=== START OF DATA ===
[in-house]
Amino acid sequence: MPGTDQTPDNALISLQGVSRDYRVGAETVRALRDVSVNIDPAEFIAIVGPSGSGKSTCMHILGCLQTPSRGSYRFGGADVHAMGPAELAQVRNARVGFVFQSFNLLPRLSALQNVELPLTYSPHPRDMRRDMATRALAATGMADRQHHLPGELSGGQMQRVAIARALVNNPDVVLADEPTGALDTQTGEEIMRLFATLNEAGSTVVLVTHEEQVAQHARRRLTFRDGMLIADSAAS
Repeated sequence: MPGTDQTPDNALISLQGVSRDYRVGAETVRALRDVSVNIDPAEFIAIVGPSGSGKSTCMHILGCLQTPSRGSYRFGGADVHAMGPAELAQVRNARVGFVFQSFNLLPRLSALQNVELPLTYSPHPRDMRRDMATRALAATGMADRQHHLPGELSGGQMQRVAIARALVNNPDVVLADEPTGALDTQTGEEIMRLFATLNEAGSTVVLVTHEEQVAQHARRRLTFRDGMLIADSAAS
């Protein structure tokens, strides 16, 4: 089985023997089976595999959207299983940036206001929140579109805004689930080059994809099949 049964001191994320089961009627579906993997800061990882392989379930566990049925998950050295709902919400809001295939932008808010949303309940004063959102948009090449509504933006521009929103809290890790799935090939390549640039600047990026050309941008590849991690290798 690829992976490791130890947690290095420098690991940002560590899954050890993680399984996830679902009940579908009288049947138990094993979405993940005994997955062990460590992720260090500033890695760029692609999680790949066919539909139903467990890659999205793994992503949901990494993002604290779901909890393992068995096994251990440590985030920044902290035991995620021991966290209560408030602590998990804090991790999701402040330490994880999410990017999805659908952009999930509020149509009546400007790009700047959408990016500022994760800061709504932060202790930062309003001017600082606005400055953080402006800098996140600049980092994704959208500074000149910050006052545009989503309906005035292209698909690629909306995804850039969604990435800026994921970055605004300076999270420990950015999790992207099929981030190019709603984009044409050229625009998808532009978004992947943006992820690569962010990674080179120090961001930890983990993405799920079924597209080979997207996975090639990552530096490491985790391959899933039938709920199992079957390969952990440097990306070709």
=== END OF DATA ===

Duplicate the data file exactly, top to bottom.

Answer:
[in-house]
Amino acid sequence: MPGTDQTPDNALISLQGVSRDYRVGAETVRALRDVSVNIDPAEFIAIVGPSGSGKSTCMHILGCLQTPSRGSYRFGGADVHAMGPAELAQVRNARVGFVFQSFNLLPRLSALQNVELPLTYSPHPRDMRRDMATRALAATGMADRQHHLPGELSGGQMQRVAIARALVNNPDVVLADEPTGALDTQTGEEIMRLFATLNEAGSTVVLVTHEEQVAQHARRRLTFRDGMLIADSAAS
Repeated sequence: MPGTDQTPDNALISLQGVSRDYRVGAETVRALRDVSVNIDPAEFIAIVGPSGSGKSTCMHILGCLQTPSRGSYRFGGADVHAMGPAELAQVRNARVGFVFQSFNLLPRLSALQNVELPLTYSPHPRDMRRDMATRALAATGMADRQHHLPGELSGGQMQRVAIARALVNNPDVVLADEPTGALDTQTGEEIMRLFATLNEAGSTVVLVTHEEQVAQHARRRLTFRDGMLIADSAAS
């Protein structure tokens, strides 16, 4: 089985023997089976595999959207299983940036206001929140579109805004689930080059994809099949 049964001191994320089961009627579906993997800061990882392989379930566990049925998950050295709902919400809001295939932008808010949303309940004063959102948009090449509504933006521009929103809290890790799935090939390549640039600047990026050309941008590849991690290798 690829992976490791130890947690290095420098690991940002560590899954050890993680399984996830679902009940579908009288049947138990094993979405993940005994997955062990460590992720260090500033890695760029692609999680790949066919539909139903467990890659999205793994992503949901990494993002604290779901909890393992068995096994251990440590985030920044902290035991995620021991966290209560408030602590998990804090991790999701402040330490994880999410990017999805659908952009999930509020149509009546400007790009700047959408990016500022994760800061709504932060202790930062309003001017600082606005400055953080402006800098996140600049980092994704959208500074000149910050006052545009989503309906005035292209698909690629909306995804850039969604990435800026994921970055605004300076999270420990950015999790992207099929981030190019709603984009044409050229625009998808532009978004992947943006992820690569962010990674080179120090961001930890983990993405799920079924597209080979997207996975090639990552530096490491985790391959899933039938709920199992079957390969952990440097990306070709």